HC Deb 19 June 1865 vol 180 cc441-2

said, he wished to ask the Under Secretary of State for War, In what capacity Dr. Sutherland is employed by the War Department; what pay and allowances he receives; whether he is paid by salary or by day pay when actually employed; and, if by day pay, for how many days in the year he is employed on an average—from what Vote of the Estimates the payment is made; whether the arrangement has received the approval of the Treasury; and, whether there will be any objection to lay upon the table of the House a copy of the terms of his original appointment, and of any correspondence between the War Office and the Treasury on the subject?


in reply, said, the House would recollect that at the conclusion of the Crimean war a Royal Commission was appointed to inquire into the sanitary state of the Army. The result was that several sub-Committees were subsequently appointed to consider and report upon the best mode of carrying out several of the subjects which had been reported upon by the Royal Commission. Dr. Sutherland, who had been a member of the Royal Commission, was appointed to serve on four of these sub-Committees, and he still continued to serve on one, and the most important of them—that originally called the Barrack and Hospital Committee, and now called the Army Sanitary Committee. The duties of that Committee were to consider and report upon all questions relating to sanitary improvements in existing barracks and hospitals, and the most healthy form of construction for new buildings. Dr. Sutherland's great experience and knowledge in such matters enabled him to render services upon the Committee more valuable probably than those of any other gentleman who could be found. As to the rate of remuneration, it was fixed by the right hon. and gallant Member for Huntington (General Peel) at £3 3s. a day, and afterwards, upon the recommendation of the late Mr. Sidney Herbert, then President of the Royal Commission, it was continued at the same rate so long as he was completely occupied upon these duties. Dr. Sutherland's time had since been entirely occupied on the details of the business of the Sanitary Committee, and he therefore continued to receive the above rate of remuneration. His salary was charged to the Sanitary Vote of the Army Estimates. Under Vote 14 a sum of £20,000 was taken for sanitary services. The arrangement made for the payment of expenses incurred by this Committee was generally approved by the Treasury, and there would be no objection to lay upon the table all the correspondence between the War Office and the Treasury on the subject.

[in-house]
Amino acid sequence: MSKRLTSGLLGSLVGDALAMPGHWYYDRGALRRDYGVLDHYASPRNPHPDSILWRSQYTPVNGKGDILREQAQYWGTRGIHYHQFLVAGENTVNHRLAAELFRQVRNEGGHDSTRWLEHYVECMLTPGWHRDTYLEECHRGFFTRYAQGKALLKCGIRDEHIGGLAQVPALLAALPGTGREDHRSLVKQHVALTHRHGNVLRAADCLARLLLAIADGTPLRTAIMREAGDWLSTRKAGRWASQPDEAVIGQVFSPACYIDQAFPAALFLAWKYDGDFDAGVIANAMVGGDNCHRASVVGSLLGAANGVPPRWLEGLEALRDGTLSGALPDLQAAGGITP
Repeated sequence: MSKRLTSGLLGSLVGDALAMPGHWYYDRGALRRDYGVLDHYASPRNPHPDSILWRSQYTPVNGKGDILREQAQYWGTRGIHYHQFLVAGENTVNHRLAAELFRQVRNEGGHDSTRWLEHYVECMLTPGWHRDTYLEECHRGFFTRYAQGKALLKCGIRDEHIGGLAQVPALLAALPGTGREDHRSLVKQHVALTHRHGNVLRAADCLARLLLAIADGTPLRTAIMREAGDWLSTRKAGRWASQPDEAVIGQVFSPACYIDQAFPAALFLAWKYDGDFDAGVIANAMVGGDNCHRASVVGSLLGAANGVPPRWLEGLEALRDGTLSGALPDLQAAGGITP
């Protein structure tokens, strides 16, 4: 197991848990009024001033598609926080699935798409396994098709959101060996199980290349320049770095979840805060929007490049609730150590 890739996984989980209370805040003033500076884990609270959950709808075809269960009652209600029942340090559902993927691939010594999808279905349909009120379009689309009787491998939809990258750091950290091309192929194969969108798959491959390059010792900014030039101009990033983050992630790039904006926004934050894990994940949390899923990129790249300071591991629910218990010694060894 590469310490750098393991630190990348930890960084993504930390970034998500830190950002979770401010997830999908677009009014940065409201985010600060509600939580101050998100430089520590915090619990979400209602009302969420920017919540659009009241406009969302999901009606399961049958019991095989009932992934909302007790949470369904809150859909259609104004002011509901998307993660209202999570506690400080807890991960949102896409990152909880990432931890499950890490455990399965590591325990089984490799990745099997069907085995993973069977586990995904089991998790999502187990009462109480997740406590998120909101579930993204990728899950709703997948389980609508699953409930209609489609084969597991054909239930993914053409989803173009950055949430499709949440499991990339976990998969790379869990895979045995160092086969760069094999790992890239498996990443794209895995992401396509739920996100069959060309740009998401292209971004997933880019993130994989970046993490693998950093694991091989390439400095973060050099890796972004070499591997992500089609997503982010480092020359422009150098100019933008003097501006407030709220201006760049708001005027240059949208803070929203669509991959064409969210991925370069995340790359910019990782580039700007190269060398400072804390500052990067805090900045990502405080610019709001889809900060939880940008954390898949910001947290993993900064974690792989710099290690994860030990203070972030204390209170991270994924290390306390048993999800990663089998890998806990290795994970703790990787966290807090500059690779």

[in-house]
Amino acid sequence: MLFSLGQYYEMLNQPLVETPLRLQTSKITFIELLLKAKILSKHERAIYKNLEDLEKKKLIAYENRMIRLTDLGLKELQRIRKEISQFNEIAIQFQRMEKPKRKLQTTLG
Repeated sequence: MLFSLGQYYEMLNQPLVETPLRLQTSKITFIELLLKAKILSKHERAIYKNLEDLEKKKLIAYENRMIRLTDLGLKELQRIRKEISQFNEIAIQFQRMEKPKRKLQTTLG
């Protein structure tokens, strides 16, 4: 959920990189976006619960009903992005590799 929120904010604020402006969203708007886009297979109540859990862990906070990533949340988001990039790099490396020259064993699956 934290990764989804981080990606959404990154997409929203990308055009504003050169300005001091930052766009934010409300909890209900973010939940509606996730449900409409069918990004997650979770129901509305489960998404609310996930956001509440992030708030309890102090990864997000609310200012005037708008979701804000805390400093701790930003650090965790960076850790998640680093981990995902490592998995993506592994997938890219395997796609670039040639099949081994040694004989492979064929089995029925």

said, he wished to inquire whether there is no Officer in the Army capable of performing the duties of Dr. Sutherland, and whether he is entitled to superannuation?


said, he was unable to answer the question of the hon. and gallant Member, whether there was no officer of the army who was qualified to discharge the duties performed by Dr. Sutherland? It was the opinion of the present Secretary of State, and it had been the opinion of two or three of his predecessors, that these duties were better performed by Dr. Sutherland than they could be by any other person. He was unable to answer the question relative to Dr. Sutherland's superannuation; but should rather imagine that, under the circumstances, he was not qualified to receive superannuation.